This behavior isn’t surprising when you consider the person responsible for teaching him how to be an adult male. When Howard was two years old, his father, Tyrone (who was 21 at the time), and his mother, Anita (who was 17), took Howard and his two siblings to go see Santa Claus at a Cleveland, OH department store. Again, there was an issue where a family that was there accused the Howards of cutting them in line. Only this time, Tyrone got hold of a nail file and stabbed the other dad until he fell, then fled the scene. Tyrone Howard spent 11 months in prison for the incident.

And that same man gave Howard two pieces of advice that he seems to hold onto to this day, and seem to steer his personality. Howard explains that his father taught him to trust and love no one but himself by telling him when he was a kid:

You see that curly motherfucker right there? That little redheaded motherfucker right there? You love him, because the only person that’s gonna be there no matter what happens in your life is that little motherfucker.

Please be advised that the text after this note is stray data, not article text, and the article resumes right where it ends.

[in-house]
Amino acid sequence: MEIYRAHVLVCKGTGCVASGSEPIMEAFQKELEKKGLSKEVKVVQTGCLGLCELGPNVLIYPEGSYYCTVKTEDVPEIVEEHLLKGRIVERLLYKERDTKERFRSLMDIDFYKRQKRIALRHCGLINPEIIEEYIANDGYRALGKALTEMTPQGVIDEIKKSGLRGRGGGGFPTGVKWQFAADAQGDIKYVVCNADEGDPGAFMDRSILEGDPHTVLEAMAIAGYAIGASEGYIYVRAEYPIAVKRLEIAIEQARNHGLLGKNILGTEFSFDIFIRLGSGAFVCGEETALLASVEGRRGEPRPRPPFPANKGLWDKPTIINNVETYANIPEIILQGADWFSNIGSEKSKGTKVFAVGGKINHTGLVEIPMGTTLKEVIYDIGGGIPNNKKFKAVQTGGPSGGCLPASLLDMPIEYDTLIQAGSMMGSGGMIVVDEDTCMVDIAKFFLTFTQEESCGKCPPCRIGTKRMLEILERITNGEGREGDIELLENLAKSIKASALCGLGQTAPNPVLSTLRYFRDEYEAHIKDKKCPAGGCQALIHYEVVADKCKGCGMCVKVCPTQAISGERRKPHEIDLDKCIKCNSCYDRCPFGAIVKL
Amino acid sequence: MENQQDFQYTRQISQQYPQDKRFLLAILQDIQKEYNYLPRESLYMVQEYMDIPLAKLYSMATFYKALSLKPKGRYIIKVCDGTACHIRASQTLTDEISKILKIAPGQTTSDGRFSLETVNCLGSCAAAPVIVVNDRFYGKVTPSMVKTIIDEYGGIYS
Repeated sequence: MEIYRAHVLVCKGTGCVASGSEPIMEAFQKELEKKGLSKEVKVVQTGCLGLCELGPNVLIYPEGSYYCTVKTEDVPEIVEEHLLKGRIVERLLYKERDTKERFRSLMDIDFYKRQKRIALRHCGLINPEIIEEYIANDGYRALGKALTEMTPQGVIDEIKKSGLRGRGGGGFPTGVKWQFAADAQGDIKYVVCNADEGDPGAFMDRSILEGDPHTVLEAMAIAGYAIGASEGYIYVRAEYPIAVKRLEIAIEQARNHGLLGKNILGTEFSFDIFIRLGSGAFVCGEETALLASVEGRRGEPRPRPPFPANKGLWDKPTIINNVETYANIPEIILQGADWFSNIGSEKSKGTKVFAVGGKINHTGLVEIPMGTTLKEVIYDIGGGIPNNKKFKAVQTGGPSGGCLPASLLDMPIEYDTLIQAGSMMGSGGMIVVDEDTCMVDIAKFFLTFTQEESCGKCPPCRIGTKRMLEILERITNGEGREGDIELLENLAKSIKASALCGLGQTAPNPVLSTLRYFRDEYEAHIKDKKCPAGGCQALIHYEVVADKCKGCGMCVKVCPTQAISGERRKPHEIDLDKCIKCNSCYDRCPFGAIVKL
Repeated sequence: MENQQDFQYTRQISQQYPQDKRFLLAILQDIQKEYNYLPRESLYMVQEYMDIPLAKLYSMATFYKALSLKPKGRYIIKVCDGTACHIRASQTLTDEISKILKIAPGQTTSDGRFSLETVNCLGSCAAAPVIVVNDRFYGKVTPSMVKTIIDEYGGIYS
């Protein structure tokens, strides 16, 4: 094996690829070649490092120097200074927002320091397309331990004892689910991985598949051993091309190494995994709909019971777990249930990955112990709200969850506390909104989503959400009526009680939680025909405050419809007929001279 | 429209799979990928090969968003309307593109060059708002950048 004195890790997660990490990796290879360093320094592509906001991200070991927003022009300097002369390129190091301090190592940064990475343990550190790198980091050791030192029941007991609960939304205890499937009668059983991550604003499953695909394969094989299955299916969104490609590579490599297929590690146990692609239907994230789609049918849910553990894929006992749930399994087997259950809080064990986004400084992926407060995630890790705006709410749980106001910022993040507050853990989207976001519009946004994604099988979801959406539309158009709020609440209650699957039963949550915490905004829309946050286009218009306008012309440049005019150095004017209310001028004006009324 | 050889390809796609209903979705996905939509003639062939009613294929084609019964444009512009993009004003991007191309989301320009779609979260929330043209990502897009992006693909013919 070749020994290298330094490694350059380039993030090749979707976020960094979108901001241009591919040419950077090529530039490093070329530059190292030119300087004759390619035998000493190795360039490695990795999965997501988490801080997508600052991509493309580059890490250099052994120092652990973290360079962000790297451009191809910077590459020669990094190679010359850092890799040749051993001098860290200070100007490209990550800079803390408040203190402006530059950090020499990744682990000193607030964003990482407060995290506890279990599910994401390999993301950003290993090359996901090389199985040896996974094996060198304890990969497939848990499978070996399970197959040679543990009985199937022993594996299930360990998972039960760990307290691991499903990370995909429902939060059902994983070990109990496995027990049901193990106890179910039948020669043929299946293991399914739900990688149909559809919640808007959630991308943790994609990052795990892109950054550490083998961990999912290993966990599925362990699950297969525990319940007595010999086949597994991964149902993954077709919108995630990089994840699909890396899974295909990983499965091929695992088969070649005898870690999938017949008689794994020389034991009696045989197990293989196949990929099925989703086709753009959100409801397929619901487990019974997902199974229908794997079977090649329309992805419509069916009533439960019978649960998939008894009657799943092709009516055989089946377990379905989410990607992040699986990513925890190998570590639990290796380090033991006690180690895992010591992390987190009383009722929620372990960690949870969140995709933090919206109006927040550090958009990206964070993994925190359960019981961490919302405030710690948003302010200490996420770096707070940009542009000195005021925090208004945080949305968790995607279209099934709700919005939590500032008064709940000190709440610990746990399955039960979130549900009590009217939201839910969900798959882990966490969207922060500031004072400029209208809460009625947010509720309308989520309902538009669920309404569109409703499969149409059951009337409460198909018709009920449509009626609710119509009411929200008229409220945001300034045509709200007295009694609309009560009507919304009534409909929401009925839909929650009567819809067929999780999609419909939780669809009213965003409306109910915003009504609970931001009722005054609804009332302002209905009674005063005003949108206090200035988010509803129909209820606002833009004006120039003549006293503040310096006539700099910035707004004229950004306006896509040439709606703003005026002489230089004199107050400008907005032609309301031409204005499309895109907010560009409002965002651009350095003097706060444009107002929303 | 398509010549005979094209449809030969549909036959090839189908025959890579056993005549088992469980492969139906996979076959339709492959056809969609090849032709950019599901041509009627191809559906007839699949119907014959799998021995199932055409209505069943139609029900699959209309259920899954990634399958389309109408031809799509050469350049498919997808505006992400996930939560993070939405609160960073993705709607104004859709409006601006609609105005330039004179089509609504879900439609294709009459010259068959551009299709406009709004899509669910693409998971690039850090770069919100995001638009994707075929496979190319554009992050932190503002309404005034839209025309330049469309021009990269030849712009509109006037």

Howard’s dad also laid this piece of advice on him:

My daddy taught me, ‘Never take the vertebrae out of your back or the bass out of your throat. I ain’t raisin’ sheep. I raised men. Stay a man.’ But being a man comes with a curse because it’s not a society made for men to flourish anymore. Everything is androgynous, you know? The more successful men now are the effeminate.

His most current wife, Mira Pak, to whom he was still married at the time of the Rolling Stone interview, has peaced out and the couple divorced shortly after the interview, despite the fact that, in front of this RS reporter, they looked very much together. However, telling statements from Pak indicate many of of the abusive, misogynist issues above:

[W]e have an amazing connection. But, I mean, he’s not perfect. Doesn’t do the dishes. Doesn’t cook. Doesn’t lift a finger. I probably leave him 30 times a month. [She laughs and continues] He’s so selfish. But, you know, he didn’t have much of a childhood. It was difficult for him being picked on and bullied all the time. We don’t have a normal life. In our two years together, I’ve only gone to restaurants with him two or three times. We’ve never been to the supermarket together. We’ve never been to the movies. I’ve never gotten a gift from him. Never, never.